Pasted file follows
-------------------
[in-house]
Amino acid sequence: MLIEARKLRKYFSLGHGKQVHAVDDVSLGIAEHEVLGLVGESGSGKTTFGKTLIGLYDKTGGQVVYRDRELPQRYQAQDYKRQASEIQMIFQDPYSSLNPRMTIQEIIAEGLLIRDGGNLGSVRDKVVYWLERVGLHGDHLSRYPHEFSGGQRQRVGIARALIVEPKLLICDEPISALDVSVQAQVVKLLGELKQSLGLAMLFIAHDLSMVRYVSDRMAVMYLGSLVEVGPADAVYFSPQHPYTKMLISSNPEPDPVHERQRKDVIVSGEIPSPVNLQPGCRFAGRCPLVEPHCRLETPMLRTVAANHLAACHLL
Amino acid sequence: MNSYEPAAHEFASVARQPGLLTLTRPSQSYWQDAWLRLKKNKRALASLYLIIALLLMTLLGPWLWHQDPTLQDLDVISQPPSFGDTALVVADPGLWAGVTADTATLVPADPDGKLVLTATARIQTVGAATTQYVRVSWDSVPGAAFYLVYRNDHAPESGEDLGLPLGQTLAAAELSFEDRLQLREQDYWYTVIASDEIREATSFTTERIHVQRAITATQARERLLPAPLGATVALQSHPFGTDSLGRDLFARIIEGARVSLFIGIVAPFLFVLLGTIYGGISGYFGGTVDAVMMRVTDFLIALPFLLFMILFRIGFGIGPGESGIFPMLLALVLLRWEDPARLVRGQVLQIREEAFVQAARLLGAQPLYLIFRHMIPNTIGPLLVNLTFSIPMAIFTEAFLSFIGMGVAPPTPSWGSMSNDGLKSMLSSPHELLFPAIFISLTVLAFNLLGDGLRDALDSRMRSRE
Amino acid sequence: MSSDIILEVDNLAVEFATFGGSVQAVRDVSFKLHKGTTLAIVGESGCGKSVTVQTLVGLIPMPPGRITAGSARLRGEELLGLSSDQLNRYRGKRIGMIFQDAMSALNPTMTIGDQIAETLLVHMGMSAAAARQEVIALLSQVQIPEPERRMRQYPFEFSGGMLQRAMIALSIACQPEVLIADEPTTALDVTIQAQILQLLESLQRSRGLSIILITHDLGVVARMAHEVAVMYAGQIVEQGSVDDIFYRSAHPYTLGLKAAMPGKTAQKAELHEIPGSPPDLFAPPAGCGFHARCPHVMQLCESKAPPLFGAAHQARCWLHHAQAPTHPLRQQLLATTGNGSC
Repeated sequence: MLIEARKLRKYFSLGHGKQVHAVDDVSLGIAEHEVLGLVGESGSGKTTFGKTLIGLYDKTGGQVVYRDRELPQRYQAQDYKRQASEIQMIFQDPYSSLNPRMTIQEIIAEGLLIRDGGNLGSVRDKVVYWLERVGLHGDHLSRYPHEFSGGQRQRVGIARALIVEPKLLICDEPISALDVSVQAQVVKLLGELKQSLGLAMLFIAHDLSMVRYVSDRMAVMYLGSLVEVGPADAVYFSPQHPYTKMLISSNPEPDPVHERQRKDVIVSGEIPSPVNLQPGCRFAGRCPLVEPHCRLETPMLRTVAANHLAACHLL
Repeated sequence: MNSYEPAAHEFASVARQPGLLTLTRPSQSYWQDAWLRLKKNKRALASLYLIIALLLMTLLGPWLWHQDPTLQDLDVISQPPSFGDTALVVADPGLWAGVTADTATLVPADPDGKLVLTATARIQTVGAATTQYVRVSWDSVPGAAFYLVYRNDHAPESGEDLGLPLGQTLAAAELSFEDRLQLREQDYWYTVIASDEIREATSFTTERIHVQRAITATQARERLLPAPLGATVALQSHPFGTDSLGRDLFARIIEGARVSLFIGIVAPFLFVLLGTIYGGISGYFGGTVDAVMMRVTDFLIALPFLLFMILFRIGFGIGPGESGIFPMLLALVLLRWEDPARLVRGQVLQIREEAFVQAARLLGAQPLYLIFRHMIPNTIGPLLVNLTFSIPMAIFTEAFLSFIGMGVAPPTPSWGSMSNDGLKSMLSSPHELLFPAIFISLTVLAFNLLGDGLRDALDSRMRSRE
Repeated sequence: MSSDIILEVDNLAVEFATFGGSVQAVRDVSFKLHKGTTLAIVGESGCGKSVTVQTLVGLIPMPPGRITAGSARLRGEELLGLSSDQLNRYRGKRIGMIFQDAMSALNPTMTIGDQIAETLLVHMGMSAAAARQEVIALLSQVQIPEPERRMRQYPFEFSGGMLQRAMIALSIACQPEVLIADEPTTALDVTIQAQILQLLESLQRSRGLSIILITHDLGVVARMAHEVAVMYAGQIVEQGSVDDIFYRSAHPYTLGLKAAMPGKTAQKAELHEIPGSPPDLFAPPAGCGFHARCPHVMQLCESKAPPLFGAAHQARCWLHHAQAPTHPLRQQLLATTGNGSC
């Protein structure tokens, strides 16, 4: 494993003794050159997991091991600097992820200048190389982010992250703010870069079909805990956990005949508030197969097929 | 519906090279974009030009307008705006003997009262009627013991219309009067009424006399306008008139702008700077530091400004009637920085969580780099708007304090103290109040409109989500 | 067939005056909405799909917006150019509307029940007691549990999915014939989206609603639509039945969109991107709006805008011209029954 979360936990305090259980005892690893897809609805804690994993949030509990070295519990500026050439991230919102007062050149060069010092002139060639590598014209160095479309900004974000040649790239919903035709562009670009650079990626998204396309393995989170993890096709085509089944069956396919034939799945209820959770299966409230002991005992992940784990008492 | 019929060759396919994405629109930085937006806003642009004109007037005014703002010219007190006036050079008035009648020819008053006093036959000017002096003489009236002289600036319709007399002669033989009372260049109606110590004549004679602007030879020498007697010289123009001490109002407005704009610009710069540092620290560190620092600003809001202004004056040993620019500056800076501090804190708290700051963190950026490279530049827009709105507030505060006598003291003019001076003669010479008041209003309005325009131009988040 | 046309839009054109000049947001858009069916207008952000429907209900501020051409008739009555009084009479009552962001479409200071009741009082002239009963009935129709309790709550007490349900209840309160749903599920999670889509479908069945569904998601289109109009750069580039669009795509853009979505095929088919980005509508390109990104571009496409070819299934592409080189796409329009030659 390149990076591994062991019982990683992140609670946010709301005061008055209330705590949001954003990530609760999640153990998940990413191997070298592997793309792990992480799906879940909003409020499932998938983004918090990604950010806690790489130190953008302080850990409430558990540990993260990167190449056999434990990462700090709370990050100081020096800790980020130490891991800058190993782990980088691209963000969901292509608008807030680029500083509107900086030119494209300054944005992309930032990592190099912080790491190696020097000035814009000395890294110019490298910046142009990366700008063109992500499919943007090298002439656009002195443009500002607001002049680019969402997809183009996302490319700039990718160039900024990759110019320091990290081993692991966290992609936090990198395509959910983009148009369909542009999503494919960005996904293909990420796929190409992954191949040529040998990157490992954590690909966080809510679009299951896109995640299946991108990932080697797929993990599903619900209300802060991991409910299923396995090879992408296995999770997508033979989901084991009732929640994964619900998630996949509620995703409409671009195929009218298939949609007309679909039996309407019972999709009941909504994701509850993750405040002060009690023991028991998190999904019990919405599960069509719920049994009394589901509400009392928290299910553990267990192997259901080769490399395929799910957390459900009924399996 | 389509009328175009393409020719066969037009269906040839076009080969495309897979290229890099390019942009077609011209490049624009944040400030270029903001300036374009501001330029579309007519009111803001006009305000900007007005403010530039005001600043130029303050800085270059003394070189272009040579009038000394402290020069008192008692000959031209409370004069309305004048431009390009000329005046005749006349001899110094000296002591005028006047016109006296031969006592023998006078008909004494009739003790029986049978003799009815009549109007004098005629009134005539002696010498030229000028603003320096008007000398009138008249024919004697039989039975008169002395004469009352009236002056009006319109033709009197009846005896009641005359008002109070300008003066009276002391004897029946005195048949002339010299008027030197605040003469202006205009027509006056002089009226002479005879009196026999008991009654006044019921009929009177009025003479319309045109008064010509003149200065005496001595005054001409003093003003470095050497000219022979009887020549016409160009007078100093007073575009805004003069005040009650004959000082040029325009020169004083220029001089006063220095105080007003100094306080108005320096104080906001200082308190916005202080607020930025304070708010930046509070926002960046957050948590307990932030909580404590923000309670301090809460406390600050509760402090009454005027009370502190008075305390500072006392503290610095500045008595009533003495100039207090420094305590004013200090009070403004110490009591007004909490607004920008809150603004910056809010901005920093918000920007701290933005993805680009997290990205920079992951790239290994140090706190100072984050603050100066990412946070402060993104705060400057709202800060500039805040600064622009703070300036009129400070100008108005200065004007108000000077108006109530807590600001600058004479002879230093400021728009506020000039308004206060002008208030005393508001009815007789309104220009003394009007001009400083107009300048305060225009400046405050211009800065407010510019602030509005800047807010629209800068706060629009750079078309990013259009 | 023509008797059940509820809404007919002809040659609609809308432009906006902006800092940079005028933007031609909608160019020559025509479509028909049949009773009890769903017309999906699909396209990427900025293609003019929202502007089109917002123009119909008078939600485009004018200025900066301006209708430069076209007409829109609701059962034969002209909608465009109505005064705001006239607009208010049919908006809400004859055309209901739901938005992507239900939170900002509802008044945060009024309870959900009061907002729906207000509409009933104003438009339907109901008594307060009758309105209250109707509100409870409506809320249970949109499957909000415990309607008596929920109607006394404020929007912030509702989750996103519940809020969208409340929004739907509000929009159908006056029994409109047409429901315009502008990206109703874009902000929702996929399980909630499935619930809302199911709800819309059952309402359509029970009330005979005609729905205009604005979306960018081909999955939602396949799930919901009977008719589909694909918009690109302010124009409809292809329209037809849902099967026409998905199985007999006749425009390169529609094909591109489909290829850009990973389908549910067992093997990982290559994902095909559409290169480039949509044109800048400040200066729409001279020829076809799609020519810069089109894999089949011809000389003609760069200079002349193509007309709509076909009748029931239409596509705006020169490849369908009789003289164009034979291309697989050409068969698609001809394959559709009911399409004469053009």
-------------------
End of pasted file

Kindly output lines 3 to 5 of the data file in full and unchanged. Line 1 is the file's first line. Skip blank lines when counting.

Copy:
Amino acid sequence: MNSYEPAAHEFASVARQPGLLTLTRPSQSYWQDAWLRLKKNKRALASLYLIIALLLMTLLGPWLWHQDPTLQDLDVISQPPSFGDTALVVADPGLWAGVTADTATLVPADPDGKLVLTATARIQTVGAATTQYVRVSWDSVPGAAFYLVYRNDHAPESGEDLGLPLGQTLAAAELSFEDRLQLREQDYWYTVIASDEIREATSFTTERIHVQRAITATQARERLLPAPLGATVALQSHPFGTDSLGRDLFARIIEGARVSLFIGIVAPFLFVLLGTIYGGISGYFGGTVDAVMMRVTDFLIALPFLLFMILFRIGFGIGPGESGIFPMLLALVLLRWEDPARLVRGQVLQIREEAFVQAARLLGAQPLYLIFRHMIPNTIGPLLVNLTFSIPMAIFTEAFLSFIGMGVAPPTPSWGSMSNDGLKSMLSSPHELLFPAIFISLTVLAFNLLGDGLRDALDSRMRSRE
Amino acid sequence: MSSDIILEVDNLAVEFATFGGSVQAVRDVSFKLHKGTTLAIVGESGCGKSVTVQTLVGLIPMPPGRITAGSARLRGEELLGLSSDQLNRYRGKRIGMIFQDAMSALNPTMTIGDQIAETLLVHMGMSAAAARQEVIALLSQVQIPEPERRMRQYPFEFSGGMLQRAMIALSIACQPEVLIADEPTTALDVTIQAQILQLLESLQRSRGLSIILITHDLGVVARMAHEVAVMYAGQIVEQGSVDDIFYRSAHPYTLGLKAAMPGKTAQKAELHEIPGSPPDLFAPPAGCGFHARCPHVMQLCESKAPPLFGAAHQARCWLHHAQAPTHPLRQQLLATTGNGSC
Repeated sequence: MLIEARKLRKYFSLGHGKQVHAVDDVSLGIAEHEVLGLVGESGSGKTTFGKTLIGLYDKTGGQVVYRDRELPQRYQAQDYKRQASEIQMIFQDPYSSLNPRMTIQEIIAEGLLIRDGGNLGSVRDKVVYWLERVGLHGDHLSRYPHEFSGGQRQRVGIARALIVEPKLLICDEPISALDVSVQAQVVKLLGELKQSLGLAMLFIAHDLSMVRYVSDRMAVMYLGSLVEVGPADAVYFSPQHPYTKMLISSNPEPDPVHERQRKDVIVSGEIPSPVNLQPGCRFAGRCPLVEPHCRLETPMLRTVAANHLAACHLL